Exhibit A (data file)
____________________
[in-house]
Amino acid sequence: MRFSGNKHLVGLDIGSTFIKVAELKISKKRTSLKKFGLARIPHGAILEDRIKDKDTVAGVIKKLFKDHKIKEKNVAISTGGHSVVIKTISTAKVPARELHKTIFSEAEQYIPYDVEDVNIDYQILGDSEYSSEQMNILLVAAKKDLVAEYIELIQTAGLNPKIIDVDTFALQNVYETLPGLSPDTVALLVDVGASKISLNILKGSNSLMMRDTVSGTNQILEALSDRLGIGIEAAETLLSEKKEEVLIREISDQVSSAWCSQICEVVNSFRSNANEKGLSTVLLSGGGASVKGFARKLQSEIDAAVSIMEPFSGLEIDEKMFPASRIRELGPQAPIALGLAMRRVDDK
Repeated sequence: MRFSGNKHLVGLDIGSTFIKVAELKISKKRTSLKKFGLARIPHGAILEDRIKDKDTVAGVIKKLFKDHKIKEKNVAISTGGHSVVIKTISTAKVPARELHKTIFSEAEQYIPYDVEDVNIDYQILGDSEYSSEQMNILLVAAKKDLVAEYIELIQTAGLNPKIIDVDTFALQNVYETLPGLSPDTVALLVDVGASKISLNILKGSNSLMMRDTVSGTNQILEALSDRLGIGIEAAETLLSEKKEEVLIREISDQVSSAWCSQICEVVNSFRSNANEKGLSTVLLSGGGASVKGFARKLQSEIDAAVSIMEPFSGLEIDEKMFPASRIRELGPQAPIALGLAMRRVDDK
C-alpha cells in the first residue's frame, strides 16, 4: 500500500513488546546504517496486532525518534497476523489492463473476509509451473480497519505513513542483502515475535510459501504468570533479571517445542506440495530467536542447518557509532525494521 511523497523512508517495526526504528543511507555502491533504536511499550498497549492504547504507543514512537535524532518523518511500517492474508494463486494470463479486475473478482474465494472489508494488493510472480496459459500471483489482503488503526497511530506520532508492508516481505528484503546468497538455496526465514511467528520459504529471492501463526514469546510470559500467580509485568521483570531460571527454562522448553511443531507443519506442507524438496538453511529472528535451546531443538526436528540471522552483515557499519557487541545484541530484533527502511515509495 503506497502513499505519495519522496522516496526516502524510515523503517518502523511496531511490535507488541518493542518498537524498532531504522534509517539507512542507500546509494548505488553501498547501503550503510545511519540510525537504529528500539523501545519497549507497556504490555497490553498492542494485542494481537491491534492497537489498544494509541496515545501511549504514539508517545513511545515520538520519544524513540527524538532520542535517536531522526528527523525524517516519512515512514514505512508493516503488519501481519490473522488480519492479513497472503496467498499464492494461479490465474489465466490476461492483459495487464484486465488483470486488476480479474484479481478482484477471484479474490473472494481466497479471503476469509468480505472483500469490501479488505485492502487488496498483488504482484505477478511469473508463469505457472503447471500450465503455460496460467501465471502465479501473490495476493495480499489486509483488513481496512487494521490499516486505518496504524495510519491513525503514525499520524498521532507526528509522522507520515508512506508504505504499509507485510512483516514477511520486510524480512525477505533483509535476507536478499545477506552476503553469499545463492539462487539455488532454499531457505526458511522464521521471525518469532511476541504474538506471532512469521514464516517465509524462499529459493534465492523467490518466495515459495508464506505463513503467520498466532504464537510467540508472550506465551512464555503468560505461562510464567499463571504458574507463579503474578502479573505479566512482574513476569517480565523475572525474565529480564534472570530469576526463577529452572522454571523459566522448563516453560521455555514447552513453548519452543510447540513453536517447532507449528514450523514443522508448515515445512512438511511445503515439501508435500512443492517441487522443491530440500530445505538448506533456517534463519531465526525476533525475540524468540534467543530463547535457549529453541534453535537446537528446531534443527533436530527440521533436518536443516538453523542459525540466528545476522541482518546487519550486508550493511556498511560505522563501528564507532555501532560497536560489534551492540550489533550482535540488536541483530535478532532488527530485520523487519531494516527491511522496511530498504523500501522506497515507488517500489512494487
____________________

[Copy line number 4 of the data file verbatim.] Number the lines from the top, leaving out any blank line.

C-alpha cells in the first residue's frame, strides 16, 4: 500500500513488546546504517496486532525518534497476523489492463473476509509451473480497519505513513542483502515475535510459501504468570533479571517445542506440495530467536542447518557509532525494521 511523497523512508517495526526504528543511507555502491533504536511499550498497549492504547504507543514512537535524532518523518511500517492474508494463486494470463479486475473478482474465494472489508494488493510472480496459459500471483489482503488503526497511530506520532508492508516481505528484503546468497538455496526465514511467528520459504529471492501463526514469546510470559500467580509485568521483570531460571527454562522448553511443531507443519506442507524438496538453511529472528535451546531443538526436528540471522552483515557499519557487541545484541530484533527502511515509495 503506497502513499505519495519522496522516496526516502524510515523503517518502523511496531511490535507488541518493542518498537524498532531504522534509517539507512542507500546509494548505488553501498547501503550503510545511519540510525537504529528500539523501545519497549507497556504490555497490553498492542494485542494481537491491534492497537489498544494509541496515545501511549504514539508517545513511545515520538520519544524513540527524538532520542535517536531522526528527523525524517516519512515512514514505512508493516503488519501481519490473522488480519492479513497472503496467498499464492494461479490465474489465466490476461492483459495487464484486465488483470486488476480479474484479481478482484477471484479474490473472494481466497479471503476469509468480505472483500469490501479488505485492502487488496498483488504482484505477478511469473508463469505457472503447471500450465503455460496460467501465471502465479501473490495476493495480499489486509483488513481496512487494521490499516486505518496504524495510519491513525503514525499520524498521532507526528509522522507520515508512506508504505504499509507485510512483516514477511520486510524480512525477505533483509535476507536478499545477506552476503553469499545463492539462487539455488532454499531457505526458511522464521521471525518469532511476541504474538506471532512469521514464516517465509524462499529459493534465492523467490518466495515459495508464506505463513503467520498466532504464537510467540508472550506465551512464555503468560505461562510464567499463571504458574507463579503474578502479573505479566512482574513476569517480565523475572525474565529480564534472570530469576526463577529452572522454571523459566522448563516453560521455555514447552513453548519452543510447540513453536517447532507449528514450523514443522508448515515445512512438511511445503515439501508435500512443492517441487522443491530440500530445505538448506533456517534463519531465526525476533525475540524468540534467543530463547535457549529453541534453535537446537528446531534443527533436530527440521533436518536443516538453523542459525540466528545476522541482518546487519550486508550493511556498511560505522563501528564507532555501532560497536560489534551492540550489533550482535540488536541483530535478532532488527530485520523487519531494516527491511522496511530498504523500501522506497515507488517500489512494487